U.S. Ambassador John C. West said today that "the most difficult question" he was called on to answer during his 3 1/2-year tenure here was why the United States refused to deal directly with the Palestine Liberation Organization.

In an interview during which he all but explicitly called on the United States to recognize the PLO, West said, "The point I . . . feel very strongly about is that our failure to even want to talk or listen to the PLO or to engage in any dialogue is very difficult to explain or justify to Saudi Arabia and other Arabs."

The former governor of South Carolina also disclosed that, on the day the United States agreed to send four early warning radar planes here at the outset of the Iranian-Iraqi war, Saudi Arabia assured him it would in turn step up its oil production to "the absolute maximum" to make sure there were no shortages on the American market.

West, 58, said he plans to retire, but would await President Reagan's formal acceptance of his proferred resignation before making more explicit his controversial views about the Palestinian issue.

His statements on the PLO, as well as strong support he voiced during the interview for former president Carter's 1978 decision to sell the Saudis a squadron of F15 aircraft, seem certain to increase the controversy around West's performance as ambassador to the United States' most important and oldest Arab ally.

At the same time, they could earn him considerable credit in the Arab world, and particularly here, before he returns to his law practice in South Carolina.

West said allegations raised in early 1978 about the improper use of his influence as ambassador to help certain American firms here had been fully investigated by the State Department inspector general and "proven to be completely false."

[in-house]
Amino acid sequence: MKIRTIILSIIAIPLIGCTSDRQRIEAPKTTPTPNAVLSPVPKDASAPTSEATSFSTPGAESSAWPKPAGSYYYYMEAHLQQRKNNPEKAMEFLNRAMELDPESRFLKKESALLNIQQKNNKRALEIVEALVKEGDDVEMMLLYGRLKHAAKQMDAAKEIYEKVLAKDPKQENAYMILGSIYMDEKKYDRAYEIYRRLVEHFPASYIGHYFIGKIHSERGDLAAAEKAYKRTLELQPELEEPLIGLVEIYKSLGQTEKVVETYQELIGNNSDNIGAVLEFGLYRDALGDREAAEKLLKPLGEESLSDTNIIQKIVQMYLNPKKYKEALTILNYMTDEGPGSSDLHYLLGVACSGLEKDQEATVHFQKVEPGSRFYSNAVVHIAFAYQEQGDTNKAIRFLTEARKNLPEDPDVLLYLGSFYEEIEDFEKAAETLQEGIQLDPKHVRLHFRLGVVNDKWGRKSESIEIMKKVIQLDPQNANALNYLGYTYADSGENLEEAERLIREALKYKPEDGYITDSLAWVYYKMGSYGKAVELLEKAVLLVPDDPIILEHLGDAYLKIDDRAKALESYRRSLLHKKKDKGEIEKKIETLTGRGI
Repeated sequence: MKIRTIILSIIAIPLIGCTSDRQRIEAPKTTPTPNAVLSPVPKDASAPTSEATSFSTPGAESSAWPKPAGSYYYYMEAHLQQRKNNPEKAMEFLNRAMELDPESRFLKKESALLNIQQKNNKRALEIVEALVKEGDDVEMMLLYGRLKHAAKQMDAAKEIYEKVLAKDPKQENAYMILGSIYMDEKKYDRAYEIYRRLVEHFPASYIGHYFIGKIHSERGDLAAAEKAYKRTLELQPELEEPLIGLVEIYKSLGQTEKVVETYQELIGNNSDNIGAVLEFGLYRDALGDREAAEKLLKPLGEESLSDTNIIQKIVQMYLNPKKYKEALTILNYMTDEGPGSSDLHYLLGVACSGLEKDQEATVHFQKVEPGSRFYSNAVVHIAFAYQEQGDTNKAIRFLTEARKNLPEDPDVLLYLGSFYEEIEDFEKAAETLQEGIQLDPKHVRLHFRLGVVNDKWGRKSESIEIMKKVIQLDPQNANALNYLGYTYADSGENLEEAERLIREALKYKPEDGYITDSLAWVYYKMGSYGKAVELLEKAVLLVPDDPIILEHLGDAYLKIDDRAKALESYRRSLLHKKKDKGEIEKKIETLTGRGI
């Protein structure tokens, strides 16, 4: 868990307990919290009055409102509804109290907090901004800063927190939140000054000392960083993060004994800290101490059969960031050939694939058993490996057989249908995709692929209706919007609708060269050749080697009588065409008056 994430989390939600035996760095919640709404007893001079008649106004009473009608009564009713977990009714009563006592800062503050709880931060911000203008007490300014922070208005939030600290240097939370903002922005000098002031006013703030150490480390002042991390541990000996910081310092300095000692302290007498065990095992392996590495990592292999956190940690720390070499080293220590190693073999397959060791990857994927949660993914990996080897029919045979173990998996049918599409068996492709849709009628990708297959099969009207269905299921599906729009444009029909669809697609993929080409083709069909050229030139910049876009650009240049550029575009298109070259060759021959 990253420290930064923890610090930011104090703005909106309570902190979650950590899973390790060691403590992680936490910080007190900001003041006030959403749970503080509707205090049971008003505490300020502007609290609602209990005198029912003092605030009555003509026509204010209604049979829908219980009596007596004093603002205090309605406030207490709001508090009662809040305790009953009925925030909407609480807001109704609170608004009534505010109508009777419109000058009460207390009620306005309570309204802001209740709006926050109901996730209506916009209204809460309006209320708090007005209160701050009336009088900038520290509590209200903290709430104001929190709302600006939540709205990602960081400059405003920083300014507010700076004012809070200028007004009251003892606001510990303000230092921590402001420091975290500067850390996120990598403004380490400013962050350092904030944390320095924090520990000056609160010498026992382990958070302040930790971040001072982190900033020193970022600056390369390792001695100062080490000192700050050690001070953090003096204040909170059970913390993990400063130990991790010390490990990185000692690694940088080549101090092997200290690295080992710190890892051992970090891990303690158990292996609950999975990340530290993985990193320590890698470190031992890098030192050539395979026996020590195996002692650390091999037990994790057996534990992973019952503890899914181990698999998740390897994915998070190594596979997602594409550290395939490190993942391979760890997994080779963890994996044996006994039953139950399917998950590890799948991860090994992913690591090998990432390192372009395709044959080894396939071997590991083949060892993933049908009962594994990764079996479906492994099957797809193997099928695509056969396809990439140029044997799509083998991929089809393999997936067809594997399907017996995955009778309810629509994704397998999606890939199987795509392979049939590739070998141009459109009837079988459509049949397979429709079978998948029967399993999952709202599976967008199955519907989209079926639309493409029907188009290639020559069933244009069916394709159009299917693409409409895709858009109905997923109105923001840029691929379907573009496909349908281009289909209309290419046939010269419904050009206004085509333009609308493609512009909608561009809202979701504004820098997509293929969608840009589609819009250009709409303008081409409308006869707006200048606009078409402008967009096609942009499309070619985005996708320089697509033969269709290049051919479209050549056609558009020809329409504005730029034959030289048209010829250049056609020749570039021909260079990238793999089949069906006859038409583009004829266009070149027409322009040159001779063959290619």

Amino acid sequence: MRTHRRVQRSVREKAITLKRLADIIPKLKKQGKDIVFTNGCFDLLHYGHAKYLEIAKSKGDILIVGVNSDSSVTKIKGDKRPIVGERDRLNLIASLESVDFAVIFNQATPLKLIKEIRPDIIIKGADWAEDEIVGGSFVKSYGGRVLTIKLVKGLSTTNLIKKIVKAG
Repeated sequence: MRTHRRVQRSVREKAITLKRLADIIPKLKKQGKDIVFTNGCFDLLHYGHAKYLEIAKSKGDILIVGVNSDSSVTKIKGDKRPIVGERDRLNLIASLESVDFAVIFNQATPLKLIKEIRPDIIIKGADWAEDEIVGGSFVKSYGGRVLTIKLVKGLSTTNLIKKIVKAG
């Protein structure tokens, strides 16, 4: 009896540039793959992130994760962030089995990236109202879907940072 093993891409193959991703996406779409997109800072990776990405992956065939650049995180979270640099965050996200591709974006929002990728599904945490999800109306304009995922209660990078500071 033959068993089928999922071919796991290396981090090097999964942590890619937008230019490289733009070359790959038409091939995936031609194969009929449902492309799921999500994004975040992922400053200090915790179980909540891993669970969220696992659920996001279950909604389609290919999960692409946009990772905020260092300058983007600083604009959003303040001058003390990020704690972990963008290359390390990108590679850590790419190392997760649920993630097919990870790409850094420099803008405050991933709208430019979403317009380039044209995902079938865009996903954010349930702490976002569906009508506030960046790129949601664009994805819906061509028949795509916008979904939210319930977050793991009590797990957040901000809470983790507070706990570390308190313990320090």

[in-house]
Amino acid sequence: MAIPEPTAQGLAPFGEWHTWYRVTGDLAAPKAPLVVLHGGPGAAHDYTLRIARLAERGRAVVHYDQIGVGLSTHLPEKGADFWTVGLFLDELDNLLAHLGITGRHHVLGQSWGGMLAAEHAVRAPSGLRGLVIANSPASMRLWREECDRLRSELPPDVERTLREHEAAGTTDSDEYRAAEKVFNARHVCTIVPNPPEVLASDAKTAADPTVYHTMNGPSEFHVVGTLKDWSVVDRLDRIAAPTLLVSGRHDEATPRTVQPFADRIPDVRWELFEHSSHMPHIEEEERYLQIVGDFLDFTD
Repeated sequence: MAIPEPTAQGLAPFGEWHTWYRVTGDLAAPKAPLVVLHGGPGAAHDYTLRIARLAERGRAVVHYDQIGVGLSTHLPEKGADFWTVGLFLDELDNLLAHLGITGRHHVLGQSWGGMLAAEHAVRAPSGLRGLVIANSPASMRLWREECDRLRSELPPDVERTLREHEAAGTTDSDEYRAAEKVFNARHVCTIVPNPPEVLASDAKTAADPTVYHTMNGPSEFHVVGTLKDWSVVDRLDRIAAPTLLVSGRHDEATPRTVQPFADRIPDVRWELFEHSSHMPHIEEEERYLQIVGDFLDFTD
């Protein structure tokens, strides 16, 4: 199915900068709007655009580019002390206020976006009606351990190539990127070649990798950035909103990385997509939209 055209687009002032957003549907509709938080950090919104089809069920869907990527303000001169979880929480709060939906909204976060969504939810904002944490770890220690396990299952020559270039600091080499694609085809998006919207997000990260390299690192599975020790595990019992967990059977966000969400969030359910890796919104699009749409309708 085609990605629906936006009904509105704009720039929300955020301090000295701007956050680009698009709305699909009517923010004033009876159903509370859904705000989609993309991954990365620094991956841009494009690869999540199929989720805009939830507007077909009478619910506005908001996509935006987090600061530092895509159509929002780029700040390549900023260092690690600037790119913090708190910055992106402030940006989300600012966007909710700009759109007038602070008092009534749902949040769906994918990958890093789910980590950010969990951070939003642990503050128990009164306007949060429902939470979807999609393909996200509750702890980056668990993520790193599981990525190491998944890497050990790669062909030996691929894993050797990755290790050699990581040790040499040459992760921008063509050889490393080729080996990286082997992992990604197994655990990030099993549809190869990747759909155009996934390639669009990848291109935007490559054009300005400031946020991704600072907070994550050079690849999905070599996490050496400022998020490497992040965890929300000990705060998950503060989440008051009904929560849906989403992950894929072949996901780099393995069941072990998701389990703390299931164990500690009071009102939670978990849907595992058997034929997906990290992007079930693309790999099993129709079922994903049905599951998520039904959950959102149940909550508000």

On the PLO, West said, "Today, there is no doubt in the Arab world that the PLO has got to be involved in any ultimate negotiations or discussions of the Palestinian problem. Until we recognize that, then, frankly, in my judgment there is a stalemate."

West said that after his resignation is formally accepted he would make a more "positive statement." But, he added, "I have a little reluctance to come out four square against what is an announced policy of the government. Unitl I resign I think I have a duty not to undercut the announced policy."

The ambassador, nonetheless, indicated what he had in mind by suggesting that the U.S. government could first engage in a "dialogue" with the PLO before including it in formal negotiations in order to determine what it would be willing to do about recognizing Israel's right to exist in return for American recognition.

"Frankly, they are waiting for the new administration to take some steps to solve the two basic issues of Middle East peace," he said. "If the Reagan administration doesn't do that, then for a variety of reasons, some of which the Saudis themselves cannot control, the relationship is going to deteriorate and it could deteriorate very quickly and very badly."

West said the Carter administration's decision to send four early-warning aircraft here to help protect the Saudis from possible Iranian attack shortly after the Iranian-Iraqi war began was one of the most important decisions it took and was directly responsible for the Saudi decision to increase its production to its current level of more than 10 million barrels daily.

West urged Reagan to act quickly on a Saudi request for additional F15 equipment to show he intends to take an "evenhanded view."